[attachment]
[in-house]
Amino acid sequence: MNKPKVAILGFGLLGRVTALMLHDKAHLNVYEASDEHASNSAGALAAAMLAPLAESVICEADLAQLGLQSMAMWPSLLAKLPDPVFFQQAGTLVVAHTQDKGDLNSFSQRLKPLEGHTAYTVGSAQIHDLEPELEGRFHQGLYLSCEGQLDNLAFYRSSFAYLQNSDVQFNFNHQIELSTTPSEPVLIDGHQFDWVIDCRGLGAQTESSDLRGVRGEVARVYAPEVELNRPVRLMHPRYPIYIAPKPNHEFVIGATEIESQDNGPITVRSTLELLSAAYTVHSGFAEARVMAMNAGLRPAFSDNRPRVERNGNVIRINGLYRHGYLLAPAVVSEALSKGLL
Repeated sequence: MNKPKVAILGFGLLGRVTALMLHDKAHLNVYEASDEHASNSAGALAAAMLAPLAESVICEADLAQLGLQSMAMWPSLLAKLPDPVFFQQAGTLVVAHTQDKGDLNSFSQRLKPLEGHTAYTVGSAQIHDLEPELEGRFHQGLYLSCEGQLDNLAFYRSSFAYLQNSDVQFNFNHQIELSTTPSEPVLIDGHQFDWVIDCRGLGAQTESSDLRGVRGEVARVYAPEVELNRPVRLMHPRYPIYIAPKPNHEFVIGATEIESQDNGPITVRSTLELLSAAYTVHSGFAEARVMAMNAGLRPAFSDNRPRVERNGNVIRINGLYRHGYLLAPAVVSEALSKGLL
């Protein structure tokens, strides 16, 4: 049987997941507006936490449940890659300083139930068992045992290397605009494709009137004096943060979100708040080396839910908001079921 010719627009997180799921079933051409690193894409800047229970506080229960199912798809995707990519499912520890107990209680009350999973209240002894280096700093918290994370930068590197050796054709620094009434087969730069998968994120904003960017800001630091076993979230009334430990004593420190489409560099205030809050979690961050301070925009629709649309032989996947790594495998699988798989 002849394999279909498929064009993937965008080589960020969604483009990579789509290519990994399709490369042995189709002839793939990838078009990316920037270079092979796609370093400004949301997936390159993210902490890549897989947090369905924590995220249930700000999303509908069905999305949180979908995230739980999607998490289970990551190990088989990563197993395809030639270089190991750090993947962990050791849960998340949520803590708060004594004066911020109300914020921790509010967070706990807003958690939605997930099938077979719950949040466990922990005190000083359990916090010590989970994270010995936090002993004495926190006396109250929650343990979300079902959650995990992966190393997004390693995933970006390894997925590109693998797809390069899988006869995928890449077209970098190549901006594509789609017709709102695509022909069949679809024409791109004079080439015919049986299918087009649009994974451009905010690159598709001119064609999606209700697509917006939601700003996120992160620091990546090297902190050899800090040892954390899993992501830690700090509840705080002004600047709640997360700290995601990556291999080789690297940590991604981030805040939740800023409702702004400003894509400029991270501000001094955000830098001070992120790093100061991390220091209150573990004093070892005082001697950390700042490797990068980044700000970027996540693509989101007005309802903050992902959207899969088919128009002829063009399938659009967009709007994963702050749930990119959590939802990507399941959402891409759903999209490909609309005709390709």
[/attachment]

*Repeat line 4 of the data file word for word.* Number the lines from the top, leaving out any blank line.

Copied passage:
């Protein structure tokens, strides 16, 4: 049987997941507006936490449940890659300083139930068992045992290397605009494709009137004096943060979100708040080396839910908001079921 010719627009997180799921079933051409690193894409800047229970506080229960199912798809995707990519499912520890107990209680009350999973209240002894280096700093918290994370930068590197050796054709620094009434087969730069998968994120904003960017800001630091076993979230009334430990004593420190489409560099205030809050979690961050301070925009629709649309032989996947790594495998699988798989 002849394999279909498929064009993937965008080589960020969604483009990579789509290519990994399709490369042995189709002839793939990838078009990316920037270079092979796609370093400004949301997936390159993210902490890549897989947090369905924590995220249930700000999303509908069905999305949180979908995230739980999607998490289970990551190990088989990563197993395809030639270089190991750090993947962990050791849960998340949520803590708060004594004066911020109300914020921790509010967070706990807003958690939605997930099938077979719950949040466990922990005190000083359990916090010590989970994270010995936090002993004495926190006396109250929650343990979300079902959650995990992966190393997004390693995933970006390894997925590109693998797809390069899988006869995928890449077209970098190549901006594509789609017709709102695509022909069949679809024409791109004079080439015919049986299918087009649009994974451009905010690159598709001119064609999606209700697509917006939601700003996120992160620091990546090297902190050899800090040892954390899993992501830690700090509840705080002004600047709640997360700290995601990556291999080789690297940590991604981030805040939740800023409702702004400003894509400029991270501000001094955000830098001070992120790093100061991390220091209150573990004093070892005082001697950390700042490797990068980044700000970027996540693509989101007005309802903050992902959207899969088919128009002829063009399938659009967009709007994963702050749930990119959590939802990507399941959402891409759903999209490909609309005709390709």